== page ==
Striking Contrast and Color in the Night
“Now there’s a painting of night without black. With nothing but beautiful blue, violet and green, and in these surroundings the lighted square is coloured pale sulphur, lemon green.” Vincent van Gogh in a letter to his sister, 14 September 1888.
The painting features striking colors, as you might expect from van Gogh. Bright yellows and oranges against deep blues and greens. A powerful combination.
The colors aren’t realistic, but they work. Van Gogh had a knack for weaving vivid colors together without it appearing garish or overdone. He painted from emotion and instinct rather than relying strictly on observation. He closely observed but wasn’t bound to what he saw. Just look at the stars-he positioned them in the precise spots, yet exaggerated their appearances. That’s perhaps why his work is so special and iconic. He captured how he saw, interpreted, and experienced the world.
(A note on painting with emotion:
Every great painting needs an injection of emotion. Otherwise, we may as well just take photos. But, you don’t need to take it to the level of van Gogh’s work.
A safer approach might be to rely on observation but push certain elements that really speak to you. For example, say you’re painting a landscape with some beautiful flowers in the foreground. You might want to push the saturation of those flowers to draw attention to them, whilst staying true to observation for the rest of the painting.)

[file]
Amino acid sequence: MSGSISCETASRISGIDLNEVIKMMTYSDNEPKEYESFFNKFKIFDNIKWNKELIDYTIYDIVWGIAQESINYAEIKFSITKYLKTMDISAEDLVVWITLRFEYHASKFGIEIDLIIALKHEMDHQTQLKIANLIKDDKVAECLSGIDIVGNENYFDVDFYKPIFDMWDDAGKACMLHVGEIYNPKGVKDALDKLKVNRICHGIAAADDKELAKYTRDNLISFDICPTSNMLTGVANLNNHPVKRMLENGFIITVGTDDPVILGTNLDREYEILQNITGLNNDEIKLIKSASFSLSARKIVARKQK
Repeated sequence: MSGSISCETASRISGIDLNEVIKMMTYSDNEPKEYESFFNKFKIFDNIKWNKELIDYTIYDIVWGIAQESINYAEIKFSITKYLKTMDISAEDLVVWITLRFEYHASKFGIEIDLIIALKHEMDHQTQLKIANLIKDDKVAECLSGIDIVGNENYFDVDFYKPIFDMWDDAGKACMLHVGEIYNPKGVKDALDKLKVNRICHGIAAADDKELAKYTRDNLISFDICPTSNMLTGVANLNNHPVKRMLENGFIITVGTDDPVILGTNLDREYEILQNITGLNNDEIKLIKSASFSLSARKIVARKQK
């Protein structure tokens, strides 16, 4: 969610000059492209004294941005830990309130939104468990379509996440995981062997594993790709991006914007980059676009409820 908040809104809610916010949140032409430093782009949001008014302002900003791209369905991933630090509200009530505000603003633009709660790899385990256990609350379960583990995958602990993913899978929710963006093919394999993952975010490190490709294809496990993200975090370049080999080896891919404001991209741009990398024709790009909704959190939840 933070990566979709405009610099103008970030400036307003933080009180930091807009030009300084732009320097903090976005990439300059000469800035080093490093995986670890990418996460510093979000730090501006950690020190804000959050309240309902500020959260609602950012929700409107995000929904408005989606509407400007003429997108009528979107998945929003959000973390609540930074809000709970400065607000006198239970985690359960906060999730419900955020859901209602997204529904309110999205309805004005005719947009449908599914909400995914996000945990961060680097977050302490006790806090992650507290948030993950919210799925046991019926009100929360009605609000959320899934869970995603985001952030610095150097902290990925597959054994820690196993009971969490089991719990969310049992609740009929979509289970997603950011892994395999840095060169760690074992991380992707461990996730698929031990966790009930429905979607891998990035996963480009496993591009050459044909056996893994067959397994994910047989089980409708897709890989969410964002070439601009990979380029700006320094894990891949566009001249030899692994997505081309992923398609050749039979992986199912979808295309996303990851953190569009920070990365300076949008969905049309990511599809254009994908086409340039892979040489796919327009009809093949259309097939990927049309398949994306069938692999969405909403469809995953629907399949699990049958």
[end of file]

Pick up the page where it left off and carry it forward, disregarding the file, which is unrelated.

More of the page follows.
The striking contrast between yellow and blue is softened by the use of color gradation. Notice how the yellow light on the wall gradually turns green. Then that green gradually turns blue at the top of the building. That weak blue leads to the rich blue of the sky. Van Gogh is using color to lead us through the painting.
Van Gogh used black for outlining and for the dark buildings in the distance. The use of black is clever-it makes the sky look alive and filled with color by comparison.